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Pipe Transients
Transients Maths

Transient Maths

Transient analysis is an involved and complicated process, and care must be taken to assess the geometry of the distribution system and it's operating regieme to understand it fully.  However here we give a short introduction and show that with a couple of assumptions we can get some useful information.

First as was stated in here the pressure transients move around the system at the speed of sound of the fluid in the pipes.  If we had a large container of water the speed of sound would be about 1,484 m/s.  However the pipe walls are always slightly elastic and deform as a pressure wave passes. This deformation has the effect of slowing the wave so we are left with the following expression for the wave speed in a pipe:

Speed of sound in an elastic pipe

where c is the speed of sound, rho the density of water, K the bulk modulus of water (2.05e9 Pa), D the diameter of the pipe, t the pipe wall thickness and E the modulus of elasticity of the pipe.

If we call the upstream or downstream length of pipe before a reflecting surface (reservoir, valve, junction etc.), l, then if the operation that causes the transient  (valve opening closing, pump startup trip, etc.) occurs in a time shorter than 2l/c, then the pressure wave will not have had time to pass along the length and reflect back to the original site.  This type of operation is then termed a 'fast' operation and will produce the  largest transients. If the operation takes longer than 2l/c to occur then the returning pressure wave will interact with the wave generated by the operation and will reduce the magnitude of the pressure wave.  In this case a more complicated analysis is required to determine the actual finall pressure rise.

The pressure rise in a fast operation is given by the Joukowski Equation:

Joukowski Equation

where dH is the magnitude of the pressure wave, g gravitational acceleration and  dU the change in the flow velocity.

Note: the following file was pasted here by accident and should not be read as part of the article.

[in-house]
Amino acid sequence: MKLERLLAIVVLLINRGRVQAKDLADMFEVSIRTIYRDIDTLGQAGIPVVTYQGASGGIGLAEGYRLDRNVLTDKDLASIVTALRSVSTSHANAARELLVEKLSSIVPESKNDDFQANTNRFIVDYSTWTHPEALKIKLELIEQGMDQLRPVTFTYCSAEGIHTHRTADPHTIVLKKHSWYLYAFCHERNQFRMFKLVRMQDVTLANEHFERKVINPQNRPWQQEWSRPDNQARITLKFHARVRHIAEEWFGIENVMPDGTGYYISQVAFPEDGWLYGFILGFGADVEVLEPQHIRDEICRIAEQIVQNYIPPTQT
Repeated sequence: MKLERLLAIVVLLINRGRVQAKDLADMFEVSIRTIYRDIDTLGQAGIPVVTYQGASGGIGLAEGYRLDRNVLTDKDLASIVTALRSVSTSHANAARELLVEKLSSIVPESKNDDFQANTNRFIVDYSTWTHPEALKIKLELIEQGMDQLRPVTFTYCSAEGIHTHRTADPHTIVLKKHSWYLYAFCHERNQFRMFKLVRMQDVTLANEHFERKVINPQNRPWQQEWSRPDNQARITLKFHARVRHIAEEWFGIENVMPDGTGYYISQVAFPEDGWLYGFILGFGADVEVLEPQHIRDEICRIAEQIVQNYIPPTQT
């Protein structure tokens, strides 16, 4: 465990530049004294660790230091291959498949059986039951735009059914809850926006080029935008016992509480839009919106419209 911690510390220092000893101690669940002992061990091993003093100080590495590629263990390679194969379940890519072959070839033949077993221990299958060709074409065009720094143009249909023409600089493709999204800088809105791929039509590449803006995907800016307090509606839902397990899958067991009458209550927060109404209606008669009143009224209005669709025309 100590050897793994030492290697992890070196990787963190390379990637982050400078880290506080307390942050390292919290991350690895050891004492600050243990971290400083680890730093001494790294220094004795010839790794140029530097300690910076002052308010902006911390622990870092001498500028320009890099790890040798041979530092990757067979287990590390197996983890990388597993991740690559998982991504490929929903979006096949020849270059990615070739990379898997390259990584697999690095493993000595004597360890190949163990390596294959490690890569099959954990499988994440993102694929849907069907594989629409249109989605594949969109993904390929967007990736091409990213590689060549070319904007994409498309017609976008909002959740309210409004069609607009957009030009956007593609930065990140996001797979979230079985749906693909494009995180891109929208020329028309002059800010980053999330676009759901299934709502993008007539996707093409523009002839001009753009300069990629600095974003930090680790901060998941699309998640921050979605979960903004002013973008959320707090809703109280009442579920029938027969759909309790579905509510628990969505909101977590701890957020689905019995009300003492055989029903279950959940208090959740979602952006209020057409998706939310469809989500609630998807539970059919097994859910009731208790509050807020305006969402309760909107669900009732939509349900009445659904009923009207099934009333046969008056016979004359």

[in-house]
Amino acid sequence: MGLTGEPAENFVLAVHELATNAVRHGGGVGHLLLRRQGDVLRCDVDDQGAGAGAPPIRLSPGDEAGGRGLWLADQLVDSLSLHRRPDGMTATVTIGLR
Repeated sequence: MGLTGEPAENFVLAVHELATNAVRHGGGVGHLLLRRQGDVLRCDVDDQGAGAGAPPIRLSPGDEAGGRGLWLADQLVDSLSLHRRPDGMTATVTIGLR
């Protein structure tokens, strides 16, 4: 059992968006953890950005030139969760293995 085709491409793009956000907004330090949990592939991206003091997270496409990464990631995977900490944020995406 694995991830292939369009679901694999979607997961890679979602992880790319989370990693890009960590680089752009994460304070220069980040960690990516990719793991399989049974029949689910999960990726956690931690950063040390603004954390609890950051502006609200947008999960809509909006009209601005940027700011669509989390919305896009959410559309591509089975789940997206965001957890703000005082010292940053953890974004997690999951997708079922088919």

If we have a valve in the middle of a straight section of pipe of total length 1000 m.  The pipe is connected to a pump at the upstream end and a reservoir at the downstream end and the flow rate is 4 l/s and runs at a steady state head of 20m. If we assume that the pipe is made of MDPE (E = 2e9 Pa) and has diameter and wall thickness of 100mm and 10mm respectively, we shall calculate the pressure rise of we close the valve in 1 s:

Putting the pipe properties into the equation for the wave speed in a pipe gives:

Example Wave Speed

We now calculate whether the valve operation time is less than the reflection time: Given the total length of the pipe is 1000m and hte valve is in the middle l = 1000/2, therefore the time for a reflection to return to the valve is:

Reflection Time

which is less than the valve operation time of 1 s, which means the valve operation is 'fast' and the magnitude of the transient can be calculated from the Joukowski Equation.  We are assuming the valve completely closes during th operation so the flow rate drops from 4 l/s to zero.  The initial velocity in the pipe is U = Q/A, where U is the flow velocity, Q the flow rate and A the cross sectional area of the pipe.

Flow Velocity

so the change in velocity during the operation, dU, is 0.51 m/s, which we can put into the Joukowski Equation:

Magnitude of Pressure Transient

the initial pressure in the pipe was 20m so upstream of the valve closure the pressure change will be positive giving a maximum pressure of 42.19 m downstream the pressure change is negative and the transient produces a minimum pressure of -2.19 mThis valve operation produces a negative transient and thus a risk of contaminant intrusion if there exists a pathway into the distribution system

Transients Maths

Maintained and updated by Richard Collins, June 2010